A Nation Holds Its Breath
Permutations. Permutations. Permutations. That’s the buzzword of the week as the football world diverted its attention to the remaining fixtures in the World Cup qualifying campaign. Ireland have ultimately let their once commanding position in Group D slip badly in the second half of the campaign. After a strong start, Ireland looked in good shape to top the group or at the very least a strong second place finish with main rivals Serbia and Austria still to visit the Aviva. The 0-0 stalemate back in March with Wales in Dublin was a lot more than just two points dropped. Our talisman and driving force Seamus Coleman was subject to a horror tackle from Neil Taylor that left the Irishman with a double leg break. It’s no coincidence that Ireland’s results and performances have been poor since the loss of Coleman. Five points from a possible twelve is the reason we go into tomorrow’s showdown in Cardiff with our destiny out of our control. A win in Cardiff doesn’t guarantee anything. We’re dependant on results elsewhere going our way. A position we really shouldn’t be in after a strong first half of the campaign.
There was some other news, aside from permutations, this past week. On the eve of the game with Moldova, it was revealed that Martin O’Neill had signed a new two-year contract to stay on as Ireland manager. While the news was met with mixed reaction, we could all agree that the timing of the announcement was very strange. Ultimately, O’Neill has faced similar criticism to that of some of his predecessors. Negative tactics, questionable team selections etc. When you break it down, O’Neill probably does warrant the new contract given he guided us to a major tournament and we were competitive in said tournament. To be offered the new contract before the qualifying campaign’s completion and the outcome still unknown suggests the FAI don’t see anyone more suited for job at this time. We might not play the most attractive brand of football but we’ve been competitive during O’Neill’s tenure. However, is being competitive enough? Competitive can take on a whole host of different interpretations, of course.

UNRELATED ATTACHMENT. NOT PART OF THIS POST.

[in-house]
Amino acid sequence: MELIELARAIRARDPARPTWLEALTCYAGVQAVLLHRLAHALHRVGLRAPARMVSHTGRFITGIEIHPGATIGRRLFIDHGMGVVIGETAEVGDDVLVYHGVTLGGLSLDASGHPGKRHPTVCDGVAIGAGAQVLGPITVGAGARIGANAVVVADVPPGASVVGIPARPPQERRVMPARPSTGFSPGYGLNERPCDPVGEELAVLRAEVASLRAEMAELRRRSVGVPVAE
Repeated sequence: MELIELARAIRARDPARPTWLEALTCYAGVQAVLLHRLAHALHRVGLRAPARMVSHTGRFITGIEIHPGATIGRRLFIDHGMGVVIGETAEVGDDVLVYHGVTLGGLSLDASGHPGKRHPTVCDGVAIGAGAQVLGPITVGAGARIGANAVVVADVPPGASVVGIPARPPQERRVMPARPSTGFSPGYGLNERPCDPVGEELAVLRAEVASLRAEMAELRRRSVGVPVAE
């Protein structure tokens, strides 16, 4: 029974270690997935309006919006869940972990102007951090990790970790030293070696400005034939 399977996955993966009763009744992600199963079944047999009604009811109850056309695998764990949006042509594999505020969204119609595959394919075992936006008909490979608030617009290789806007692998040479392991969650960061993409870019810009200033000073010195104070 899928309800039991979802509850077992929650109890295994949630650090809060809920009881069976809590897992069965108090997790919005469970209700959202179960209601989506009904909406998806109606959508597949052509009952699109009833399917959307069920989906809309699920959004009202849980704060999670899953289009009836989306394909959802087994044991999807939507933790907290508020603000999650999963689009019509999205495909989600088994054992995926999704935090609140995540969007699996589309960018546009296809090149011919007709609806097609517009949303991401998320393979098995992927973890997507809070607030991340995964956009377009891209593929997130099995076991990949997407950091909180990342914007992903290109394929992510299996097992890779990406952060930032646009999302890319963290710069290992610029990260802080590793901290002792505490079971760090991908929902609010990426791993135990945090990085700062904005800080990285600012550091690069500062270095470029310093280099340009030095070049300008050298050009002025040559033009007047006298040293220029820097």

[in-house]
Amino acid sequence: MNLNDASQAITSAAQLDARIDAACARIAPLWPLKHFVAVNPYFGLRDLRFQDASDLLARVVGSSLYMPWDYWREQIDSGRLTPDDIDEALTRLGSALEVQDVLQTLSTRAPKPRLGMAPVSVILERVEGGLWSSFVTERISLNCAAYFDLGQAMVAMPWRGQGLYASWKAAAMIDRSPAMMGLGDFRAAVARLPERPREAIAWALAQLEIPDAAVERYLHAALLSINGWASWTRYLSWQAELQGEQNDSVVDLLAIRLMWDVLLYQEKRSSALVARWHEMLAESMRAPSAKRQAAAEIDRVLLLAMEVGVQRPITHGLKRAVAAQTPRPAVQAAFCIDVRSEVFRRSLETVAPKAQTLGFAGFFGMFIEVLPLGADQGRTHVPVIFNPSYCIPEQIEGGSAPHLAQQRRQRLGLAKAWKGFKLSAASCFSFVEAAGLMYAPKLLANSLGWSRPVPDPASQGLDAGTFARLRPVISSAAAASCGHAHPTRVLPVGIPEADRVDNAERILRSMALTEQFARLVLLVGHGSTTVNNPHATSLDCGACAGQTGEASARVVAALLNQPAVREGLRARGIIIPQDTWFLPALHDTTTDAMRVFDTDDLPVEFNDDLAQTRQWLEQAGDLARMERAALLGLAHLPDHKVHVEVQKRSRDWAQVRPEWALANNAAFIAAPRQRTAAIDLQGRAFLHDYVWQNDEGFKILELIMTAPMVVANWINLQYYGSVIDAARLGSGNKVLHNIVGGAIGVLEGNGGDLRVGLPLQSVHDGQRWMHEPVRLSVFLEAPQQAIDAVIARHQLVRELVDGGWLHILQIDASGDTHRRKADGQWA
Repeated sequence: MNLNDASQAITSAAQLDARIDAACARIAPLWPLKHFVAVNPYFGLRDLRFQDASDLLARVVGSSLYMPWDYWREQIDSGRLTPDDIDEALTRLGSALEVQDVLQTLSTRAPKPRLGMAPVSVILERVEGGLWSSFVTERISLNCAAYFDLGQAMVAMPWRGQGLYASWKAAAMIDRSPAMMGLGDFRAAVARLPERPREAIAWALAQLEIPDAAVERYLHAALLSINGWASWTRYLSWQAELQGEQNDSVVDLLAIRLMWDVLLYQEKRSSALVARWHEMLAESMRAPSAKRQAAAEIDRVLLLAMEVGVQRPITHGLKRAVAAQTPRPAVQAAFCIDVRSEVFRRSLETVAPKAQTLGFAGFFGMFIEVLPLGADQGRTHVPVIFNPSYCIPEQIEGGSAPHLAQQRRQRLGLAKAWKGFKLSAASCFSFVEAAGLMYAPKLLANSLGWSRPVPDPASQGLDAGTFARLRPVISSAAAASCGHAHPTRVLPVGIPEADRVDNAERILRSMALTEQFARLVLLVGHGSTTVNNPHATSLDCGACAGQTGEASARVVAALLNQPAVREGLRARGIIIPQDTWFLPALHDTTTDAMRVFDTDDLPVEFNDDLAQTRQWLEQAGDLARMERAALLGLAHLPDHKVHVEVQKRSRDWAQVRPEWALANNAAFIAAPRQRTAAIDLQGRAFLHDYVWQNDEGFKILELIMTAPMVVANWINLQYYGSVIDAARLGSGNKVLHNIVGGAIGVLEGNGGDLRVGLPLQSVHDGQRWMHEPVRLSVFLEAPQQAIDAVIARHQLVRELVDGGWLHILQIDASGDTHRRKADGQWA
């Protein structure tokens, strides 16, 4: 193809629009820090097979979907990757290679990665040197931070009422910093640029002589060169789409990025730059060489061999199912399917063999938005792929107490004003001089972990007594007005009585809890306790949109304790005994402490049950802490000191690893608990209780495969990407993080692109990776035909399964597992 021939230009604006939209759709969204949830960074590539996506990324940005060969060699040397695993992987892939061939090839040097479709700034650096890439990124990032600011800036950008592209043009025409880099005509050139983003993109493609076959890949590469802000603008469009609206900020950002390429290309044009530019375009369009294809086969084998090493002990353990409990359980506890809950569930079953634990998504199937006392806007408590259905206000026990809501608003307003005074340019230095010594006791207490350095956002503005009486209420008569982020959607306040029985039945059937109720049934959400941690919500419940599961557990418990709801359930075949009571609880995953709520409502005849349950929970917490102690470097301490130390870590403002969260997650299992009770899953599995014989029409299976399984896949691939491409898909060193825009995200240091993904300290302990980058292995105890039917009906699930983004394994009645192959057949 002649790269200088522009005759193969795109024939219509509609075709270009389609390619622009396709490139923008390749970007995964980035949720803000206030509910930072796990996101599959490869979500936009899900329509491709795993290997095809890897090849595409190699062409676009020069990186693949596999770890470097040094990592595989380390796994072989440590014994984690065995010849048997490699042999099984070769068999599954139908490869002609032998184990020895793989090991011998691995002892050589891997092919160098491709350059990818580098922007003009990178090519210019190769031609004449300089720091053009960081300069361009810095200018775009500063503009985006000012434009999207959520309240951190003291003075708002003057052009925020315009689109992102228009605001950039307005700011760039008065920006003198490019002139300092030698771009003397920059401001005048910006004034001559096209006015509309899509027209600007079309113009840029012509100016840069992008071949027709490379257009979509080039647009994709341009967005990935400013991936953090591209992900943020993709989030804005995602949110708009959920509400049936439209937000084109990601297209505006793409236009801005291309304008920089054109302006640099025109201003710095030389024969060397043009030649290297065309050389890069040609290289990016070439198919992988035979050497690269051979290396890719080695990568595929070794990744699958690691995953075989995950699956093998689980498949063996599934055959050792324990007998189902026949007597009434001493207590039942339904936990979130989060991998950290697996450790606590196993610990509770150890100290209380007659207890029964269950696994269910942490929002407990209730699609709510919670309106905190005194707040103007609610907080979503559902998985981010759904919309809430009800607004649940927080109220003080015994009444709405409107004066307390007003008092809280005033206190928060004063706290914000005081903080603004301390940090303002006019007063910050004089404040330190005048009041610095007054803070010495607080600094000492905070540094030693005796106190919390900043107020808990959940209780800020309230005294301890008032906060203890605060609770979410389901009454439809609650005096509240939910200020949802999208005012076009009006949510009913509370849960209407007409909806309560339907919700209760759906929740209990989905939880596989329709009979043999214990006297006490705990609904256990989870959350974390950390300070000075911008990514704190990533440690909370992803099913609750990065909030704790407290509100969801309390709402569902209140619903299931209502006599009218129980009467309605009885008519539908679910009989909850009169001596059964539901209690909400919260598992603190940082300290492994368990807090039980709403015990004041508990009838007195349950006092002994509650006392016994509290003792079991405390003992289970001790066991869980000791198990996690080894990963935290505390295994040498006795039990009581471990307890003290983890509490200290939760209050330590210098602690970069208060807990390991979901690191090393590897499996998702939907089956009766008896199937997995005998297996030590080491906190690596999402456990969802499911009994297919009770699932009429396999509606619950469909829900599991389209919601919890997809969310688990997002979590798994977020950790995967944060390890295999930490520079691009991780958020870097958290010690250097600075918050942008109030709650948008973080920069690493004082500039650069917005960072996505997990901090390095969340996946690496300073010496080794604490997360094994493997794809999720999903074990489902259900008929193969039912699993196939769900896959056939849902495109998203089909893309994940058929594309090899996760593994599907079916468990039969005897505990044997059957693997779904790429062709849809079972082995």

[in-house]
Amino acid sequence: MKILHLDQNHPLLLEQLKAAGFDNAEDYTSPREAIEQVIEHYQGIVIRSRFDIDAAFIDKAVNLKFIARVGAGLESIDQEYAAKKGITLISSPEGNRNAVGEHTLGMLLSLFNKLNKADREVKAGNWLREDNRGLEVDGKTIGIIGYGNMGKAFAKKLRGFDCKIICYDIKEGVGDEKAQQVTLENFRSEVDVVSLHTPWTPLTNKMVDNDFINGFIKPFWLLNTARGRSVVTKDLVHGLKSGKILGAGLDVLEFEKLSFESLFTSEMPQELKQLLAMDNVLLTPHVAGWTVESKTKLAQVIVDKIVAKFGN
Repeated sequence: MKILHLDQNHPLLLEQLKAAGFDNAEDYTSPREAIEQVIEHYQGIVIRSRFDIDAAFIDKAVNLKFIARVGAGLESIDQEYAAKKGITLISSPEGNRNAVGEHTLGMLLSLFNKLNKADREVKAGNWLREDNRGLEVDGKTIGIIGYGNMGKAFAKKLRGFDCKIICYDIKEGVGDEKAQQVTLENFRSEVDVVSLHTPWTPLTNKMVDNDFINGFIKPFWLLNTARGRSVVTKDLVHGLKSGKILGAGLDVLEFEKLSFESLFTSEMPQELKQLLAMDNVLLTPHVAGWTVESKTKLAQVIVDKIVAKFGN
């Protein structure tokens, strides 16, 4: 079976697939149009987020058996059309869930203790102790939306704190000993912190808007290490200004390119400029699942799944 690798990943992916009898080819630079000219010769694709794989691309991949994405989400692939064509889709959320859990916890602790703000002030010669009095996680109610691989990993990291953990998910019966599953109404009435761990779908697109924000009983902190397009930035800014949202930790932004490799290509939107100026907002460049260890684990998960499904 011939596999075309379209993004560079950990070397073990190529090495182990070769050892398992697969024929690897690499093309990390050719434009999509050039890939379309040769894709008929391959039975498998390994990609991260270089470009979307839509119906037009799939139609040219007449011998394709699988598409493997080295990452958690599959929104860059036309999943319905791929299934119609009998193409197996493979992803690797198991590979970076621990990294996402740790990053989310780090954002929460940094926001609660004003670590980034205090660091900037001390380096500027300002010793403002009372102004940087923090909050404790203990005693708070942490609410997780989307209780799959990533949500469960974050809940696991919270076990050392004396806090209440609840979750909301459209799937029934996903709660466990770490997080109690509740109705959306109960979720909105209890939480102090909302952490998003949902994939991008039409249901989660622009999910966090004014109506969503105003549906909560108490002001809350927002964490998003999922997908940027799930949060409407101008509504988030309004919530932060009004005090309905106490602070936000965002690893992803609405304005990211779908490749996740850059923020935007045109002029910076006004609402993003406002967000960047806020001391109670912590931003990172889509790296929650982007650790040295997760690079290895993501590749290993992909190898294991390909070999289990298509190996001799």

Friday’s game with Moldova was another night to forget for our first choice number nine, Shane Long. Long has always been a player that works tirelessly but only produces glimpses of quality on occasions. Hard work and missed chances pretty much sums it up. The Tipperary man’s record for club and country has been appalling over the last year, registering just one goal in forty-two appearances. The simple fact is we need goals to win in Cardiff and many believe Shane Long is not worthy of his starting place for the big game. No question, Wales certainly have all the momentum. Gareth Bale is, of course, a huge loss but as we saw in Tblisi on Friday night this Welsh side is more than capable of delivering without their talisman. With Robbie Brady and James McClean returning from suspension, O’Neill has a number of big decisions to make for his starting eleven. My fear is that Hoolahan and O’Dowda will lose their starting spots to Brady and McClean. Personally, I’d put Brady in at left-back and leave the over-zealous McClean on the bench. A good option to bring on with twenty minutes to go if needed. O’Dowda’s and Hoolahan’s composure are paramount if Ireland are to get all three points. Wes Hoolahan has been instrumental in three of Martin O’Neill’s best nights as Ireland manager; the performance and assist for Brady’s winner against Italy in the Euros, the MOTM performance in the win over Germany, and the performance and assist for McClean’s winner in Vienna. Let’s hope Hoolahan is given the opportunity to deliver another memorable night in Cardiff tomorrow. Three points and a prayer for the Boys In Green. COYBIG!
Here’s what I’d like to see from the start tomorrow night: